The Southwestern Historical Quarterly, Volume 71, July 1967 - April, 1968 Page: 225
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The Round Bale Cotton Controversy
7, 1933, the Texas Railroad Commission in response to Texas carriers
and hinterland cotton interests, who had now reversed their oppo-
sition to a rate differential, issued a circular providing schedules of
carload rates for cotton moving intrastate in Texas. The Interstate
Commerce Commission and the Texas Railroad Commission now
jointly opened up hearings and reviewed the whole rate structure
on cotton movements in the Southwest. At last a long overdue
change was made, carload rates were provided.'"
Anderson, Clayton continued its interest in the round bale system,
and processing in this manner reached its peak for that company in
the depths of the depression, 1932-1933, when it marketed 725,579
bales. After that the decline was rapid. The adoption of technological
improvements by compress companies, continued resistance by farmers,
the failure of southeastern mills to handle this type of bale, and
renewed prejudices by foreign spinners were the principal causes."'
After World War II, interest in the gin standard density square
bales developed. Because of the investment needed to set up such ma-
chinery, however, attention to this method has come primarily from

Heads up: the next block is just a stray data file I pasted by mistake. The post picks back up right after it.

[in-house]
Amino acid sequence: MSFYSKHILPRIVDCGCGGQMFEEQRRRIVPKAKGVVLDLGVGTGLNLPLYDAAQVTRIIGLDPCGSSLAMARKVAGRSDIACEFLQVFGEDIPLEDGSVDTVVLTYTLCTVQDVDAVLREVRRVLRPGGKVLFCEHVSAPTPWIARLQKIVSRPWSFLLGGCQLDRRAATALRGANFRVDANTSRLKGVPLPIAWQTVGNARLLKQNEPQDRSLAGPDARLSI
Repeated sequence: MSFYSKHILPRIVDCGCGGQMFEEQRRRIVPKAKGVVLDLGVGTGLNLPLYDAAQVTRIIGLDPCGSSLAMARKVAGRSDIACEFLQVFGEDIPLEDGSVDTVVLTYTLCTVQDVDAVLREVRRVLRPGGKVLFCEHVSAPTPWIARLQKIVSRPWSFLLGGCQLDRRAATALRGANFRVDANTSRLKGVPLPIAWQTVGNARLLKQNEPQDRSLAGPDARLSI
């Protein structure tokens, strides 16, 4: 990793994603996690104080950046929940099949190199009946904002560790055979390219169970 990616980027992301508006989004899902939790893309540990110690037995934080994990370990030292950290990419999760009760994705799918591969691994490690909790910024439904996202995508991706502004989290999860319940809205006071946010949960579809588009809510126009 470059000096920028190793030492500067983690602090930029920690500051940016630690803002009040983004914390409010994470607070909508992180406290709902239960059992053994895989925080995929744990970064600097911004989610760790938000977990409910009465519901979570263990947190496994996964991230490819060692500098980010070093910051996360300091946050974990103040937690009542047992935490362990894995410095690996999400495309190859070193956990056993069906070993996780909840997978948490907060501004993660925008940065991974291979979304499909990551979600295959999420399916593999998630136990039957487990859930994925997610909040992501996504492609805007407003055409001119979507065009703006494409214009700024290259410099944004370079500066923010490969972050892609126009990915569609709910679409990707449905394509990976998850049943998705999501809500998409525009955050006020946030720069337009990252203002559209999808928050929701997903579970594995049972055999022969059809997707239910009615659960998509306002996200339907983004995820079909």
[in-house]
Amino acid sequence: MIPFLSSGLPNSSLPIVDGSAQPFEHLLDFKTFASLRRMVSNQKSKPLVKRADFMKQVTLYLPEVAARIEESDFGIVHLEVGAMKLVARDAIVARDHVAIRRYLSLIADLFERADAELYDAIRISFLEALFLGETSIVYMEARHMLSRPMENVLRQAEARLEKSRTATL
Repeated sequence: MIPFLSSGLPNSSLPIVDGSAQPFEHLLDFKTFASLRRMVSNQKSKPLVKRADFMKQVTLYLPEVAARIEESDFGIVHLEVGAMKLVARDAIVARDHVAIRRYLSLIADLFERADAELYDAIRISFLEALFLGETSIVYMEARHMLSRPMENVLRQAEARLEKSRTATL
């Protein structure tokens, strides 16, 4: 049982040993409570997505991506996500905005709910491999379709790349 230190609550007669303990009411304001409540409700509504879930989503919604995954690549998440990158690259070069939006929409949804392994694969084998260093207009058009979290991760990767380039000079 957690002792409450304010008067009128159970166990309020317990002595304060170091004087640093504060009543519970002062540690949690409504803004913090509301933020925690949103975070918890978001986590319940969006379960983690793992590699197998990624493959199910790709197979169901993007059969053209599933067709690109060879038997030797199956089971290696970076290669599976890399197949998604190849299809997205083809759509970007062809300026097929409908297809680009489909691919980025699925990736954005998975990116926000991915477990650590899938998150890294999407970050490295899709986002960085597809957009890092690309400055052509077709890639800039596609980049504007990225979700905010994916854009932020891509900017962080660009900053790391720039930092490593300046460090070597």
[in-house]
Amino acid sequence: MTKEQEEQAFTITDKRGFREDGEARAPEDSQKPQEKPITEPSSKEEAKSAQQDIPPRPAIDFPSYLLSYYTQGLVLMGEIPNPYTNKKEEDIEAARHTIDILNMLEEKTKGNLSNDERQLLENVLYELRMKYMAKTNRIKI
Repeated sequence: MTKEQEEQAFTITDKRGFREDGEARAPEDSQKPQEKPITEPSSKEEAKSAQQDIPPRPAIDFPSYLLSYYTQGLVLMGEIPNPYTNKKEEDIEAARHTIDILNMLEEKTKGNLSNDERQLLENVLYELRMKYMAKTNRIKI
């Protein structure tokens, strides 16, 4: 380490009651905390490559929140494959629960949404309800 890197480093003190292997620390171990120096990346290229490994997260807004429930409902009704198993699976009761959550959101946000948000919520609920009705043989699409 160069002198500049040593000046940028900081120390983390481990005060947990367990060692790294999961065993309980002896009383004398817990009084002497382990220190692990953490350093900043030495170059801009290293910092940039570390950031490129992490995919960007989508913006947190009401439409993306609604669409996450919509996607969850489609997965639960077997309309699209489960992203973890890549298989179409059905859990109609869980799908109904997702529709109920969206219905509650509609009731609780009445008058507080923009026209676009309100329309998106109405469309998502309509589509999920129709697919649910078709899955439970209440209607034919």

West Texas, New Mexico, Arizona, and California, areas of relatively
high production and where gins do a considerable volume." Gin
compression may still be a factor in saving the ailing American cotton
l2eTexas Railroad Commission, "Freight Circular No. oog119," August 7, 1933 (Rate
Division, Railroad Commission of Texas, Austin); Cotton from and to Points in the
Southwest and Memphis, Tennessee, 2o8 I.C.C. 679ff.
12rJohn W. Wright, Francis L. Gerdes, and Charles A. Bennett, The Packaging of
American Cotton and Methods for Improvement (Washington, 1945), 23, 25-
s2SThe gin standard density bale, a compromise between the flat gin and high density
bales, has a density of twenty-four pounds per cubic foot. J. D. Campbell and R. C.
Soxman, Baling Cotton at Gins, United States Department of Agriculture, Marketing
Research Report No. 386 (Washington, 1960), ii, 35.
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Texas State Historical Association. The Southwestern Historical Quarterly, Volume 71, July 1967 - April, 1968, periodical, 1968; Austin, Texas. (texashistory.unt.edu/ark:/67531/metapth117145/m1/257/: accessed July 27, 2017), University of North Texas Libraries, The Portal to Texas History, texashistory.unt.edu; crediting Texas State Historical Association.